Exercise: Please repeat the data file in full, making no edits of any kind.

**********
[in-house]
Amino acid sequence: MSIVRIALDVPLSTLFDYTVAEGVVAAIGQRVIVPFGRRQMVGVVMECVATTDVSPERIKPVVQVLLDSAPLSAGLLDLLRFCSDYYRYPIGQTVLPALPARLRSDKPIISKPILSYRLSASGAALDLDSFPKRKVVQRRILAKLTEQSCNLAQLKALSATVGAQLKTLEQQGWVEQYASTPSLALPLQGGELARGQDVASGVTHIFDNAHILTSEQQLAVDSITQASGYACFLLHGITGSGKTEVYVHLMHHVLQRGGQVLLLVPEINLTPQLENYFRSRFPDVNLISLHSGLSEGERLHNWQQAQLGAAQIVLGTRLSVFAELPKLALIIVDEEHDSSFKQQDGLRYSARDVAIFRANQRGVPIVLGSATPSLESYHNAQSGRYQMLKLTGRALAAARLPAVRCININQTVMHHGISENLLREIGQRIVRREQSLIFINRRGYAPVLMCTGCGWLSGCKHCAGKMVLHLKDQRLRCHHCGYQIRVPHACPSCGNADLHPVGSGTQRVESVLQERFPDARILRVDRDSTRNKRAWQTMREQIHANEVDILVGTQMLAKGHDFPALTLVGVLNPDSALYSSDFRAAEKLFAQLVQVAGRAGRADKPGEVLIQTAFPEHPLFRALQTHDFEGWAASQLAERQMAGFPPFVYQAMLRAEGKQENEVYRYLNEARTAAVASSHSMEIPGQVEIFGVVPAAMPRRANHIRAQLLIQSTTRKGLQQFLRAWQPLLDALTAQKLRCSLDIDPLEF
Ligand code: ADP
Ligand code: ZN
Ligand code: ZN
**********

[in-house]
Amino acid sequence: MSIVRIALDVPLSTLFDYTVAEGVVAAIGQRVIVPFGRRQMVGVVMECVATTDVSPERIKPVVQVLLDSAPLSAGLLDLLRFCSDYYRYPIGQTVLPALPARLRSDKPIISKPILSYRLSASGAALDLDSFPKRKVVQRRILAKLTEQSCNLAQLKALSATVGAQLKTLEQQGWVEQYASTPSLALPLQGGELARGQDVASGVTHIFDNAHILTSEQQLAVDSITQASGYACFLLHGITGSGKTEVYVHLMHHVLQRGGQVLLLVPEINLTPQLENYFRSRFPDVNLISLHSGLSEGERLHNWQQAQLGAAQIVLGTRLSVFAELPKLALIIVDEEHDSSFKQQDGLRYSARDVAIFRANQRGVPIVLGSATPSLESYHNAQSGRYQMLKLTGRALAAARLPAVRCININQTVMHHGISENLLREIGQRIVRREQSLIFINRRGYAPVLMCTGCGWLSGCKHCAGKMVLHLKDQRLRCHHCGYQIRVPHACPSCGNADLHPVGSGTQRVESVLQERFPDARILRVDRDSTRNKRAWQTMREQIHANEVDILVGTQMLAKGHDFPALTLVGVLNPDSALYSSDFRAAEKLFAQLVQVAGRAGRADKPGEVLIQTAFPEHPLFRALQTHDFEGWAASQLAERQMAGFPPFVYQAMLRAEGKQENEVYRYLNEARTAAVASSHSMEIPGQVEIFGVVPAAMPRRANHIRAQLLIQSTTRKGLQQFLRAWQPLLDALTAQKLRCSLDIDPLEF
Ligand code: ADP
Ligand code: ZN
Ligand code: ZN